According to the RU-EU design team, “It is hoped that the game will provide an engaging platform for young Europeans to confront some of the complex and confusing issues surrounding National and European identity at a time of change and increasing tension across Europe” (Boyle at al., 2019). During conducted small-group and large-group discussion, the students identified issues across Europe as they reflect to their own work.

To evaluate whether the RU EU? was successful in this aim of increasing the player’s understanding of EU identity, the game uses an “intern” test as a baseline measure of the players’ attitudes to the EU and European identity for later use in evaluating the impact of the game. These tests are incorporated into the game in an interview to assess the player’s suitability for the trainee journalist job. The questions in the “intern” test were derived from the Eurobarometer survey (Favell, 2010/1) which looks at different components of European identity, such as geographical belonging, whether one thinks of oneself as a citizen of Europe, both now and in the future, the balance between thinking of oneself as a citizen of one’s own country but also as a citizen of Europe. The survey also asks about emotional identification with Europe with respect to attachment to Europe, closeness to Europe and pride in Europe.

(Learning) Activities and outcomes

The content area for the RU EU? game was operationalised as a multi-component construct where 10 key components (themes) of European identity were selected to reflect the breadth and complexity of the related factors. The themes were: Social, Environment, Rights & Responsibilities, Security, Emotions, Jobs & Economy, Political, History, Culture & Geography.

For this Use Case, students learning engagement and activities are to be implemented during a 3h lab session. At first, they will have the opportunity to familiarise with the game, to play the ‘Rights of immigrants’ scenario and to explore many different themes regarding EU identity. In addition, they will be encouraged to reflect on critical game features, i.e., Game flow, Usability of the game, Learning Content, and Learning design. While playing the game, students were asked to think about a) the game scenario and b) the game content. They will be prompted to play two scenarios, i.e. the immigration scenario and another one of their choice.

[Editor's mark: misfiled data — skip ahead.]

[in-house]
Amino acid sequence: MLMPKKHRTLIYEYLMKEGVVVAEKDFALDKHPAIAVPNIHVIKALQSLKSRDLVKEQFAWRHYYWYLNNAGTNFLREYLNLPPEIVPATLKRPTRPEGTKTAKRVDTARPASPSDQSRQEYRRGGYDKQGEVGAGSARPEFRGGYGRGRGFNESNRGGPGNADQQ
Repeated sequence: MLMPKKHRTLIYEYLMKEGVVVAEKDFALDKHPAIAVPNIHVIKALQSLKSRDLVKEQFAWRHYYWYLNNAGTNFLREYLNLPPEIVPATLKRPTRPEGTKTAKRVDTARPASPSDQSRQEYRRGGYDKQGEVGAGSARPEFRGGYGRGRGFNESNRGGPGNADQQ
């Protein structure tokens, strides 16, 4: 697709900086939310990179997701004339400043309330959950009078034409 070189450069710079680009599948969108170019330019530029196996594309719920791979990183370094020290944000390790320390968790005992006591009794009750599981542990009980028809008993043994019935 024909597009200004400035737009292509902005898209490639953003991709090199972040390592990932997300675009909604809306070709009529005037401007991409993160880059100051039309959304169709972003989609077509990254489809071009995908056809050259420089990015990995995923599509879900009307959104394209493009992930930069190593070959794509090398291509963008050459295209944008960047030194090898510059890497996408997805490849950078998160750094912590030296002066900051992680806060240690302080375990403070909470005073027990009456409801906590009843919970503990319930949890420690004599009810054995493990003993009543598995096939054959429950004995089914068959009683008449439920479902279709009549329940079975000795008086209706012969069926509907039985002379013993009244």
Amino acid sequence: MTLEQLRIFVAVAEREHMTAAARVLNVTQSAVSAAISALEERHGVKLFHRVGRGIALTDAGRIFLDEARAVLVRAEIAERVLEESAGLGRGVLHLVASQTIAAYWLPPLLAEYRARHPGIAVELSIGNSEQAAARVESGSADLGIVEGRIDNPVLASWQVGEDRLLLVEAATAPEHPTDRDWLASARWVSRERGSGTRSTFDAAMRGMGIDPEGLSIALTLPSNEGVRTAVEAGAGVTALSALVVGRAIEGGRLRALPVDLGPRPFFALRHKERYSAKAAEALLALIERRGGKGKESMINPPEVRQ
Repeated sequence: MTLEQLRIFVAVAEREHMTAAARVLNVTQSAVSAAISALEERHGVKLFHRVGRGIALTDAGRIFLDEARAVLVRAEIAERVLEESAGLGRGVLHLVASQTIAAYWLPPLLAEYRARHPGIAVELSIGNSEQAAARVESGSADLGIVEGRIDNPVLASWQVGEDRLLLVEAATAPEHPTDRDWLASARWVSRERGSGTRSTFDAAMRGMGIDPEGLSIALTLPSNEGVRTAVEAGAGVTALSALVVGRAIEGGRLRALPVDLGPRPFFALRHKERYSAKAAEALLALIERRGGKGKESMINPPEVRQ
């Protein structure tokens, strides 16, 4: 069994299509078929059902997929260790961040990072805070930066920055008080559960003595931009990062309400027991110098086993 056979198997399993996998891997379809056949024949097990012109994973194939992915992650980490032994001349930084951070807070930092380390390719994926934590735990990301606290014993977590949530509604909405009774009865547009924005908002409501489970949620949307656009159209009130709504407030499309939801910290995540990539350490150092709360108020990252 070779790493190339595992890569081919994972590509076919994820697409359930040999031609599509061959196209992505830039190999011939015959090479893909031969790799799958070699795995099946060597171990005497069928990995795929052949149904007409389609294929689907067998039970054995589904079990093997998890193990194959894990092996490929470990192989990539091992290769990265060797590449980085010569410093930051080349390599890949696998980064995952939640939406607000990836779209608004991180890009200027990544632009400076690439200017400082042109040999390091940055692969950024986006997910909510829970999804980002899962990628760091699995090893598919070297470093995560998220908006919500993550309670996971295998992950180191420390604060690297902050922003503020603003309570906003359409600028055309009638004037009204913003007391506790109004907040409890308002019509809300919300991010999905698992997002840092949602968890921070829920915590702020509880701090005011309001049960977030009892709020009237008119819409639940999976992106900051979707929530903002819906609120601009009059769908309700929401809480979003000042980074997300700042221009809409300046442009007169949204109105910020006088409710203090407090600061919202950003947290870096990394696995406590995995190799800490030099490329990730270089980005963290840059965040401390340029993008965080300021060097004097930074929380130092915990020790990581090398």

The students will also be encouraged to reflect, discuss and share ideas with their peers about regarding the learning outcomes of the RU EU? game, in terms of knowledge, attitudes and values about their EU identity (De Freitas & Oliver, 2006;  Romero, Usart & Ott, 2015). The RUEU? game includes activities that require players to encounter differing views about European identity and to engage in tasks requiring higher order thinking skills such as classification, analysis, synthesis, evaluation and judgement in making choices, evaluations and decisions about these differing opinions.

The RUEU? game includes activities that require players to encounter differing views about European identity and to engage in tasks requiring higher order thinking skills such as classification, analysis, synthesis, evaluation and judgement in making choices, evaluations and decisions about these differing opinions.

The students can be encouraged to think about the questions used in the “intern” test. These were derived from the Eurobarometer survey (Favell, (2010/1) which looks at different components of European identity, such as geographical belonging, whether one thinks of oneself as a citizen of Europe, both now and in the future, the balance between thinking of oneself as a citizen of one’s own country but also as a citizen of Europe. The survey also asks about emotional identification with Europe with respect to attachment to Europe, closeness to Europe and pride in Europe.

References

Boyle, E., Baalsrud Hauge, J., Leith, M., Sim, D., Hummel, H., Jandrić, P., & Jimoyiannis, A. (2019). Linking Learning Outcomes and Game Mechanics in the Early Stages of the RU EU? Project. In M. Gentile, M. Allegra, & H. Söbke (Eds.), Games and Learning Alliance. GALA 2018. Lecture Notes in Computer Science, vol 11385 (pp. 191-200). Cham: Springer, https://doi.org/10.1007/978-3-030-11548-7_18.

De Freitas, S., & Oliver, M. (2006). How can exploratory learning with games and simulations within the curriculum be most effectively evaluated? Computers & Education46(3), 249-264.

Favell, A. (2010/1). European identity and European citizenship in three “Eurocities”: A sociological approach to the European Union, Politique Européenne 30, pp.187-224.

Romero, M., Usart, M., & Ott, M. (2015). Can serious games contribute to developing and sustaining 21st century skills? Games and Culture10(2), 148-177.

Tajfel, H., & Turner, J. C. (1986). The social identity theory of intergroup behaviour. In S. Worchel & W. G. Austin (eds.). Psychology of Intergroup Relations. Chicago, IL: Nelson-Hall. pp. 7–24.